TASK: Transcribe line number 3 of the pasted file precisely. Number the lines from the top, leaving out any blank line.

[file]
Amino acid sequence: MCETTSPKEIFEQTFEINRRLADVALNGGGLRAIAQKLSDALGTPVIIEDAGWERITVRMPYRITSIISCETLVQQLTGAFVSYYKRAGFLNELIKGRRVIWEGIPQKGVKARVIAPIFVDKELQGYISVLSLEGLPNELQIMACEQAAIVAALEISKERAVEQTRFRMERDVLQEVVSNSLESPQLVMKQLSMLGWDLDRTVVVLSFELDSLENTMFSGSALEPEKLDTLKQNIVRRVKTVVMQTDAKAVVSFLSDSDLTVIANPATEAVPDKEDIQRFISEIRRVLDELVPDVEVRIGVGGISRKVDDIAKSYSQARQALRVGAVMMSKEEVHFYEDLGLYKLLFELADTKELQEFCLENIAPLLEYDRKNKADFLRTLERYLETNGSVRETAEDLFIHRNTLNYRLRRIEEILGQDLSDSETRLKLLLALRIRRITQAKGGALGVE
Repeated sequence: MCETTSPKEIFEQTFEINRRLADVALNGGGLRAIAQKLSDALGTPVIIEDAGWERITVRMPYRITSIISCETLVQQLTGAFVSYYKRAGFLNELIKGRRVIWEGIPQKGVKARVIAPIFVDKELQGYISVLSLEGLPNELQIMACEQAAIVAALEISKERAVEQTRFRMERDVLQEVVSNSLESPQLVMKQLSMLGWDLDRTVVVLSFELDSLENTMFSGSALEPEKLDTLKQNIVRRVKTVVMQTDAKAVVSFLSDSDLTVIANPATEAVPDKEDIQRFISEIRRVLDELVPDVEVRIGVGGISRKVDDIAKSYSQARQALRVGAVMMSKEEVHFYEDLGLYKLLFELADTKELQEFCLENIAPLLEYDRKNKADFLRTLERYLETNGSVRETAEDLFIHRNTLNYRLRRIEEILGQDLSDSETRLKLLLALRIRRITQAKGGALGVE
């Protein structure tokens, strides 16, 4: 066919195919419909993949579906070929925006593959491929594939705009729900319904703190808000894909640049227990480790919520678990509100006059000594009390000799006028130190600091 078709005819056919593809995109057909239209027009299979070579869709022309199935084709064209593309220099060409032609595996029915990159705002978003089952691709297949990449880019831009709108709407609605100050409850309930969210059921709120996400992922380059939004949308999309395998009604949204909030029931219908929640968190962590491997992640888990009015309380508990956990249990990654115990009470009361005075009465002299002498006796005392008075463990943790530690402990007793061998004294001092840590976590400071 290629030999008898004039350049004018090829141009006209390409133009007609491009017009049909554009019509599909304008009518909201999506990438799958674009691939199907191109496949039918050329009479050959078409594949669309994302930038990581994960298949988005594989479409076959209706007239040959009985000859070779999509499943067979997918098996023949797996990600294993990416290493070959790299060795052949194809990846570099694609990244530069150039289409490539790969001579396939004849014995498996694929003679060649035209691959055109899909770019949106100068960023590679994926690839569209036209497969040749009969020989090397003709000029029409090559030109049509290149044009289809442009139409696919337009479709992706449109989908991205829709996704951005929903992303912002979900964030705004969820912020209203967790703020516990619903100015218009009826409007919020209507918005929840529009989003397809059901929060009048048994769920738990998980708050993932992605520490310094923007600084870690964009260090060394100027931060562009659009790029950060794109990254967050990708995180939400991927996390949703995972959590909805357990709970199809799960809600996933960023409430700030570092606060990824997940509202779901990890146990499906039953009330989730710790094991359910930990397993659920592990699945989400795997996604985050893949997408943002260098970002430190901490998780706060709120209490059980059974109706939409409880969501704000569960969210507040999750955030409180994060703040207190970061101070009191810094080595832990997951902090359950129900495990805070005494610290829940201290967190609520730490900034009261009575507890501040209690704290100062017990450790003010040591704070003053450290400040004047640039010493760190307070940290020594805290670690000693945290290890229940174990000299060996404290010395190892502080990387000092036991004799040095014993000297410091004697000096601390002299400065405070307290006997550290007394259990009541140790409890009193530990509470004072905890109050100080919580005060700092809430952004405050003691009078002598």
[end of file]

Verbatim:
């Protein structure tokens, strides 16, 4: 066919195919419909993949579906070929925006593959491929594939705009729900319904703190808000894909640049227990480790919520678990509100006059000594009390000799006028130190600091 078709005819056919593809995109057909239209027009299979070579869709022309199935084709064209593309220099060409032609595996029915990159705002978003089952691709297949990449880019831009709108709407609605100050409850309930969210059921709120996400992922380059939004949308999309395998009604949204909030029931219908929640968190962590491997992640888990009015309380508990956990249990990654115990009470009361005075009465002299002498006796005392008075463990943790530690402990007793061998004294001092840590976590400071 290629030999008898004039350049004018090829141009006209390409133009007609491009017009049909554009019509599909304008009518909201999506990438799958674009691939199907191109496949039918050329009479050959078409594949669309994302930038990581994960298949988005594989479409076959209706007239040959009985000859070779999509499943067979997918098996023949797996990600294993990416290493070959790299060795052949194809990846570099694609990244530069150039289409490539790969001579396939004849014995498996694929003679060649035209691959055109899909770019949106100068960023590679994926690839569209036209497969040749009969020989090397003709000029029409090559030109049509290149044009289809442009139409696919337009479709992706449109989908991205829709996704951005929903992303912002979900964030705004969820912020209203967790703020516990619903100015218009009826409007919020209507918005929840529009989003397809059901929060009048048994769920738990998980708050993932992605520490310094923007600084870690964009260090060394100027931060562009659009790029950060794109990254967050990708995180939400991927996390949703995972959590909805357990709970199809799960809600996933960023409430700030570092606060990824997940509202779901990890146990499906039953009330989730710790094991359910930990397993659920592990699945989400795997996604985050893949997408943002260098970002430190901490998780706060709120209490059980059974109706939409409880969501704000569960969210507040999750955030409180994060703040207190970061101070009191810094080595832990997951902090359950129900495990805070005494610290829940201290967190609520730490900034009261009575507890501040209690704290100062017990450790003010040591704070003053450290400040004047640039010493760190307070940290020594805290670690000693945290290890229940174990000299060996404290010395190892502080990387000092036991004799040095014993000297410091004697000096601390002299400065405070307290006997550290007394259990009541140790409890009193530990509470004072905890109050100080919580005060700092809430952004405050003691009078002598």